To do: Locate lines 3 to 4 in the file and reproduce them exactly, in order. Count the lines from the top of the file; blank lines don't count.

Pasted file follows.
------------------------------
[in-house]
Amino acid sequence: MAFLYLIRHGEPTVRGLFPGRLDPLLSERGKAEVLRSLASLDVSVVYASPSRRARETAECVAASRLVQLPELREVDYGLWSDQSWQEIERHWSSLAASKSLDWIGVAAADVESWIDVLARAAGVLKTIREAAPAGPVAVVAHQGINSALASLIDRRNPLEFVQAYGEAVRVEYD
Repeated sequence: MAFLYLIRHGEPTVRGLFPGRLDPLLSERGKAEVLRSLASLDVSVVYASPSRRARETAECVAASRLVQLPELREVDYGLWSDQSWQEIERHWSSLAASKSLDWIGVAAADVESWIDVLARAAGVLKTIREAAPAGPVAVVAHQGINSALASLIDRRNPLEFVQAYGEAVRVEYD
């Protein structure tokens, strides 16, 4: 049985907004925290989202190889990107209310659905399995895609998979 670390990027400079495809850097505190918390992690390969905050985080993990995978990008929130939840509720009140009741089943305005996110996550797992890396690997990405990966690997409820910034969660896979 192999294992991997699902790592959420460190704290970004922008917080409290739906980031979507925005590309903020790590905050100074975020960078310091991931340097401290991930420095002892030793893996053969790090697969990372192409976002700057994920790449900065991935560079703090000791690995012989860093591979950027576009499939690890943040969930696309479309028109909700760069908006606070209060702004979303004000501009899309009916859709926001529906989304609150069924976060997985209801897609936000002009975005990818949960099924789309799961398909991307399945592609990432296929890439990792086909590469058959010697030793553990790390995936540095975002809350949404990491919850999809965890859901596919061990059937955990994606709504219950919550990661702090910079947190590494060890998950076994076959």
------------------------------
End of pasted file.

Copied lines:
Repeated sequence: MAFLYLIRHGEPTVRGLFPGRLDPLLSERGKAEVLRSLASLDVSVVYASPSRRARETAECVAASRLVQLPELREVDYGLWSDQSWQEIERHWSSLAASKSLDWIGVAAADVESWIDVLARAAGVLKTIREAAPAGPVAVVAHQGINSALASLIDRRNPLEFVQAYGEAVRVEYD
């Protein structure tokens, strides 16, 4: 049985907004925290989202190889990107209310659905399995895609998979 670390990027400079495809850097505190918390992690390969905050985080993990995978990008929130939840509720009140009741089943305005996110996550797992890396690997990405990966690997409820910034969660896979 192999294992991997699902790592959420460190704290970004922008917080409290739906980031979507925005590309903020790590905050100074975020960078310091991931340097401290991930420095002892030793893996053969790090697969990372192409976002700057994920790449900065991935560079703090000791690995012989860093591979950027576009499939690890943040969930696309479309028109909700760069908006606070209060702004979303004000501009899309009916859709926001529906989304609150069924976060997985209801897609936000002009975005990818949960099924789309799961398909991307399945592609990432296929890439990792086909590469058959010697030793553990790390995936540095975002809350949404990491919850999809965890859901596919061990059937955990994606709504219950919550990661702090910079947190590494060890998950076994076959």